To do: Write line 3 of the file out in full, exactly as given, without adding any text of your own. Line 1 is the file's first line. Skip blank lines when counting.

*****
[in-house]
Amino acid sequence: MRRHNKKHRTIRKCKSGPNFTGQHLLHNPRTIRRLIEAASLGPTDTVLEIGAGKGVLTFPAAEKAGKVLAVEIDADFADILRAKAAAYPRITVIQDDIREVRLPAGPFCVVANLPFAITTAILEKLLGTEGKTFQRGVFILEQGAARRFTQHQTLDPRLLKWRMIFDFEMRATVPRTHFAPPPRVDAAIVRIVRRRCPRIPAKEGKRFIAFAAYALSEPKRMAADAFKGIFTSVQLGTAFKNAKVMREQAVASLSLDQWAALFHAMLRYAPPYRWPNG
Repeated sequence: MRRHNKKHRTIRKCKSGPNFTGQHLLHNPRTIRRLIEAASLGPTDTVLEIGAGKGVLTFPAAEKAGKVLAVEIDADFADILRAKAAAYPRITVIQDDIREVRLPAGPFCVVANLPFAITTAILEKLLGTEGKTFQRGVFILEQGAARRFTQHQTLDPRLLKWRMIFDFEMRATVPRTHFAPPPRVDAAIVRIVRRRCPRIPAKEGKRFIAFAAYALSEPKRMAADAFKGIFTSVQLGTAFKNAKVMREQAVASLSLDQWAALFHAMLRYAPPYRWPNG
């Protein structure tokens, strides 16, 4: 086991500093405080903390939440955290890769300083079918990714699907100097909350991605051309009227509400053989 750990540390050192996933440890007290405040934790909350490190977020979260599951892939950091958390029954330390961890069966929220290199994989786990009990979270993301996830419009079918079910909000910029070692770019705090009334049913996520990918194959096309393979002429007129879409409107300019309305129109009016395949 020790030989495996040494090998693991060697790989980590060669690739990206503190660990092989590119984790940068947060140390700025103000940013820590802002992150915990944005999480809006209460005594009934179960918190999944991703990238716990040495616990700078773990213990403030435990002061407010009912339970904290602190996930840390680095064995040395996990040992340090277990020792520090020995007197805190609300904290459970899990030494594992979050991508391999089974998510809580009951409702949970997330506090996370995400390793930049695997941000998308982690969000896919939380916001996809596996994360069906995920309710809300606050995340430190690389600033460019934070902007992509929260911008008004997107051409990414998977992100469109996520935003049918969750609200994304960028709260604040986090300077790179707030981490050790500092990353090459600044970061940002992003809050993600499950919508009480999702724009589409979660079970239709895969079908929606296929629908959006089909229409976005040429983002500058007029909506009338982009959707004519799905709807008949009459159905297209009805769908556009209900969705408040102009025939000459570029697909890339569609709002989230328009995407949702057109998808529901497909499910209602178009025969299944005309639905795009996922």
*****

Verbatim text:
Repeated sequence: MRRHNKKHRTIRKCKSGPNFTGQHLLHNPRTIRRLIEAASLGPTDTVLEIGAGKGVLTFPAAEKAGKVLAVEIDADFADILRAKAAAYPRITVIQDDIREVRLPAGPFCVVANLPFAITTAILEKLLGTEGKTFQRGVFILEQGAARRFTQHQTLDPRLLKWRMIFDFEMRATVPRTHFAPPPRVDAAIVRIVRRRCPRIPAKEGKRFIAFAAYALSEPKRMAADAFKGIFTSVQLGTAFKNAKVMREQAVASLSLDQWAALFHAMLRYAPPYRWPNG